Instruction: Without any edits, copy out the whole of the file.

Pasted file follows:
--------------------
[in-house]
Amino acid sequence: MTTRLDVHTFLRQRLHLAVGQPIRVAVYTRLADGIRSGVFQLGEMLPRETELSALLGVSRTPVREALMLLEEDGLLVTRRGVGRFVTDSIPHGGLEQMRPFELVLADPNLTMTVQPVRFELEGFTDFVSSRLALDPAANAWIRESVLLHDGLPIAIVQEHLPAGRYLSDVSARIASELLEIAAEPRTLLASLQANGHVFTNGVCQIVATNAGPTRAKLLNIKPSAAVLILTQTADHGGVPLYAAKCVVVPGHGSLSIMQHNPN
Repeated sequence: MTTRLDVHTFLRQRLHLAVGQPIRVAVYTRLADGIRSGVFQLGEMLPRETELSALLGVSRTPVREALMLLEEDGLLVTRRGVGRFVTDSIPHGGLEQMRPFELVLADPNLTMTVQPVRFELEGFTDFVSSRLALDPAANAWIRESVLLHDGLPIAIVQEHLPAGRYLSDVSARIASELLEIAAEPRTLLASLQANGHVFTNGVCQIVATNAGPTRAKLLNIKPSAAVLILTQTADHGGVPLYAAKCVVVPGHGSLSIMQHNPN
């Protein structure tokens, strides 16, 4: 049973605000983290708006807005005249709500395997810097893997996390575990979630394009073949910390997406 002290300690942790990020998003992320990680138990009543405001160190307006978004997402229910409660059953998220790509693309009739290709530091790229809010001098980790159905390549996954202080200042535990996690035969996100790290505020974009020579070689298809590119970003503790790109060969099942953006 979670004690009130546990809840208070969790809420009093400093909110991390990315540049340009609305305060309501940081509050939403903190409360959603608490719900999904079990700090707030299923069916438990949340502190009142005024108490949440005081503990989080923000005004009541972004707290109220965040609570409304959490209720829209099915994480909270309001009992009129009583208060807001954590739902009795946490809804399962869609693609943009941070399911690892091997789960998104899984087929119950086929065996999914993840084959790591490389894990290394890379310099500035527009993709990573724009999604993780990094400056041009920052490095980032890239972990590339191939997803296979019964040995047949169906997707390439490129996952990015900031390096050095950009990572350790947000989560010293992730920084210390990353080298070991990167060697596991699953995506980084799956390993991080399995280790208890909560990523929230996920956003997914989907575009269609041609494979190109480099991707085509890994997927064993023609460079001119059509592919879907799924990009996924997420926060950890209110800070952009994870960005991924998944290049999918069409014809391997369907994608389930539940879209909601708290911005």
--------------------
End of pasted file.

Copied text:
[in-house]
Amino acid sequence: MTTRLDVHTFLRQRLHLAVGQPIRVAVYTRLADGIRSGVFQLGEMLPRETELSALLGVSRTPVREALMLLEEDGLLVTRRGVGRFVTDSIPHGGLEQMRPFELVLADPNLTMTVQPVRFELEGFTDFVSSRLALDPAANAWIRESVLLHDGLPIAIVQEHLPAGRYLSDVSARIASELLEIAAEPRTLLASLQANGHVFTNGVCQIVATNAGPTRAKLLNIKPSAAVLILTQTADHGGVPLYAAKCVVVPGHGSLSIMQHNPN
Repeated sequence: MTTRLDVHTFLRQRLHLAVGQPIRVAVYTRLADGIRSGVFQLGEMLPRETELSALLGVSRTPVREALMLLEEDGLLVTRRGVGRFVTDSIPHGGLEQMRPFELVLADPNLTMTVQPVRFELEGFTDFVSSRLALDPAANAWIRESVLLHDGLPIAIVQEHLPAGRYLSDVSARIASELLEIAAEPRTLLASLQANGHVFTNGVCQIVATNAGPTRAKLLNIKPSAAVLILTQTADHGGVPLYAAKCVVVPGHGSLSIMQHNPN
């Protein structure tokens, strides 16, 4: 049973605000983290708006807005005249709500395997810097893997996390575990979630394009073949910390997406 002290300690942790990020998003992320990680138990009543405001160190307006978004997402229910409660059953998220790509693309009739290709530091790229809010001098980790159905390549996954202080200042535990996690035969996100790290505020974009020579070689298809590119970003503790790109060969099942953006 979670004690009130546990809840208070969790809420009093400093909110991390990315540049340009609305305060309501940081509050939403903190409360959603608490719900999904079990700090707030299923069916438990949340502190009142005024108490949440005081503990989080923000005004009541972004707290109220965040609570409304959490209720829209099915994480909270309001009992009129009583208060807001954590739902009795946490809804399962869609693609943009941070399911690892091997789960998104899984087929119950086929065996999914993840084959790591490389894990290394890379310099500035527009993709990573724009999604993780990094400056041009920052490095980032890239972990590339191939997803296979019964040995047949169906997707390439490129996952990015900031390096050095950009990572350790947000989560010293992730920084210390990353080298070991990167060697596991699953995506980084799956390993991080399995280790208890909560990523929230996920956003997914989907575009269609041609494979190109480099991707085509890994997927064993023609460079001119059509592919879907799924990009996924997420926060950890209110800070952009994870960005991924998944290049999918069409014809391997369907994608389930539940879209909601708290911005």